Venues are coming under more and more pressure the longer this racing blackout continues. The lean months of the winter are offset by the busy summer period, yet so far tracks are being starved of income during what would usually be a boom period.
Take a venue like Thruxton. It can only hold 12 days of racing per year and can only run test days in school holiday periods (which, incidentally, is why the TOCA test is never on the same week as the actual race meeting). To remain financially viable, Thruxton needs spectators, so it needs the events that draw crowds – like the BTCC, BSB, Trucks and so on.
The BARC operates Thruxton, Pembrey, Croft and the Gurston Down and Harewood hillclimb courses. Watson says: “The financial impact for the venues has been fairly catastrophic already. If you’re somewhere like Thruxton, with limited days of racing activity anyway, and you’ve lost half of that already, there’s a lot of pressure to be able to reschedule those missing events. You have to recoup the most of your losses, so you go for the big events that draw in spectators.
“One side is that the BARC venues do have flexibility to get events in, whereas something like a Donington Park or Brands Hatch [which host a huge number of events each year, often staging racing of some form almost every weekend] may not.”
A new look for races?
That opens the door to some interesting possibilities of seeing series visit unusual places, purely to get additional rounds in. Suddenly, a track like Thruxton with three permitted dates available could be a tempting option for some top series, which wouldn’t usually head there.
Could we see a return of the double BTCC round of last year, or even a first visit of British GT since 2010? How about touring cars back to Pembrey for the first time since 1993? Perhaps even big-hitters like the BTCC and British GT sharing the same bill if rescheduled track time did become very difficult to secure – admittedly paddock space and commercial rights would be very tricky barriers to hurdle, but again it’s one of the (admittedly very) extreme possibilities that could arise. Anything is technically possible in the current climate.
BTCC night race in 2000: light restrictions limit winter racing
And what of the possibility of extending the racing season, purely to fit in additional fixtures? Currently, there is no legal or permit-related restriction of when clubs can hold races during 2020. Most events are run to British Summer Time, for obvious reasons, meaning the vast majority of championships are settled by mid-October, but this year we could see racing much later, and even into December. Admittedly, once the clocks go back, organisers would be fighting against tight daylight hours, so meetings would have to feature stripped-back content.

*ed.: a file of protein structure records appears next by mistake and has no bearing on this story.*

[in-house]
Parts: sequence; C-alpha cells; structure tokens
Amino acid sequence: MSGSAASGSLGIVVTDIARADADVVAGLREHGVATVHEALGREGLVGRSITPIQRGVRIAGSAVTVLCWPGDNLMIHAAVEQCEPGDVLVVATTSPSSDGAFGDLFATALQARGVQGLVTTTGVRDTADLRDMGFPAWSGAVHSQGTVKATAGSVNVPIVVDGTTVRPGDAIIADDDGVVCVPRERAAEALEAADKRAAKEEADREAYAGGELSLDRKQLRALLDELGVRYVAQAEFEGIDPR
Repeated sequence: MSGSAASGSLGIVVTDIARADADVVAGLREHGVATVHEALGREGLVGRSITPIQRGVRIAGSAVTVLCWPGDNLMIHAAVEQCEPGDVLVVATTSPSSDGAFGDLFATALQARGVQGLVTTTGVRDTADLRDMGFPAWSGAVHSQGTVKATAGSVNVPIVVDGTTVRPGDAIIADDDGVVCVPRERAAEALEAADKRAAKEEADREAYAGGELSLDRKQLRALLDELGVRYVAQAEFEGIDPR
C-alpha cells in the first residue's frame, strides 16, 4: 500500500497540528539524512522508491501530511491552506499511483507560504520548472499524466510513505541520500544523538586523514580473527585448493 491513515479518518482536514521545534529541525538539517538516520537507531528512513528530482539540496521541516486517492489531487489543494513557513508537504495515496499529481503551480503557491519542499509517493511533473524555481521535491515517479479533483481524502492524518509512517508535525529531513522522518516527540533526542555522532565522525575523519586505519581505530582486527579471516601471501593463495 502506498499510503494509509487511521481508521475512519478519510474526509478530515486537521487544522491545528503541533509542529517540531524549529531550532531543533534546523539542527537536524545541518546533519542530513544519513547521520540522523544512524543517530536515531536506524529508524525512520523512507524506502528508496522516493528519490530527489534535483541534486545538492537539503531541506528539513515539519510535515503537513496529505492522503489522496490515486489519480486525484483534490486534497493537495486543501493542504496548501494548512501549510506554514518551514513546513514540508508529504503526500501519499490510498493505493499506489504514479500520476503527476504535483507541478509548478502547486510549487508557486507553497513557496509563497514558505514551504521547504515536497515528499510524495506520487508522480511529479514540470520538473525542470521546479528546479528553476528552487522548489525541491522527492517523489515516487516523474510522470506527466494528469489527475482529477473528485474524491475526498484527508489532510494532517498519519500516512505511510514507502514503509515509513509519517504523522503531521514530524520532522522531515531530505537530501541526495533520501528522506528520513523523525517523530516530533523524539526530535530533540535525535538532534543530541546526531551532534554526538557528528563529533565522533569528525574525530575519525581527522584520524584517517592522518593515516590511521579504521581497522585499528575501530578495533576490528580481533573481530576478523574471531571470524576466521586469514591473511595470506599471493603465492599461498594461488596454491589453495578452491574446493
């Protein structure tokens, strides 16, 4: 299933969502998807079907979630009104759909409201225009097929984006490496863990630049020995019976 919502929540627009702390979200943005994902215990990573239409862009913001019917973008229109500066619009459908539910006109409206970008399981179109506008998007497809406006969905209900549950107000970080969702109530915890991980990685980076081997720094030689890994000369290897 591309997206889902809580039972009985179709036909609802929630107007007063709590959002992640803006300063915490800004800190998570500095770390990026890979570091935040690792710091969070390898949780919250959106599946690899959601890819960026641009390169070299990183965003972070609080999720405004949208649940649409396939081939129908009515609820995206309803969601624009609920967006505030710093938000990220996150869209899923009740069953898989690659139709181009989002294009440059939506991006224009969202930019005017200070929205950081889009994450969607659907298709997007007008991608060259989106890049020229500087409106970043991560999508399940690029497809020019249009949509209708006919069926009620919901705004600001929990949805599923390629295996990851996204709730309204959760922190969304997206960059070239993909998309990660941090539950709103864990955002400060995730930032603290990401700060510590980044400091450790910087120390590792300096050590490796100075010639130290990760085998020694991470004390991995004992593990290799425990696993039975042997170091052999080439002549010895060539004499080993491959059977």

Racing behind closed doors
Of course, all of this could also be negated by any exit strategy restrictions that may be placed on public events after the worst has passed. Should the government lift the outright ban on events, but still enforce a maximum head count of, say 2000 people, that would still make larger race meetings unviable.
Racing behind closed doors is unlikely to be viable for national races
While some F1 grands prix may have the luxury of government funding, allowing them to negate the loss of paying spectators, that plan would surely be ruinous for the British GP, one of the few races to operate entirely without government funding. British racing wouldn’t be immune. BTCC supremo Alan Gow told Motor Sport that his events demand a huge workforce to run efficiently, saying: “Could the BTCC have raced behind closed doors? No. We require hundreds of people to make our championship run. At Donington, for example, we have 280 marshals alone, so by the time we added up all the people, even on a minimum basis without compromising safety, we were over 1000 people. So behind closed doors was a non-starter.”
And an attendance limit would be terrible news for venues, which would be relying on those crowd-drawing events for financial flotation.
For now, clubs and venues are in damage limitation mode. Both the BARC and MotorSport Vision Racing have been forced to place large sections of workforce on the government’s furlough scheme to stem losses until activities can resume. MSV declined to comment when contacted about the situation at its venues – Brands Hatch, Donington Park, Oulton Park, Snetterton and Cadwell Park – and its efforts with the demands of rescheduling,
Racing clubs tick over
At the BARC, senior staff are mucking in with routine maintenance in an effort to keep the club’s venues ready for action.
“All of our main staff have been furloughed, the senior managers are working from home and the managerial staff at Thruxton, Pembrey and Croft are going in to do the maintenance work that’s required to keep the circuits operational for when we can run events again,” says Watson. “It’s the silly little things, like when you arrive at Thruxton we’ve got two great big grass car parks. Well if we leave that grass to grow for three months unattended, then we won’t get anybody in them when we do re-open!”
Clubs are being helped by MSUK. British championships have been subject to a rule that any calendar change would require a majority vote (of around 80 per cent) of competitors to agree before official changes can be made. That has been waived to allow clubs and organisers maximum flexibility when rescheduling. MSUK has also announced a £1m support fund in an effort to ensure there that as many of its current 720 affiliated motor clubs as possible are still around when this is all over.
This is a time shrouded in uncertainty, but one thing is for certain. The sport will return, just as it did after two world wars, but this time the parties should extend far beyond just Goodwood.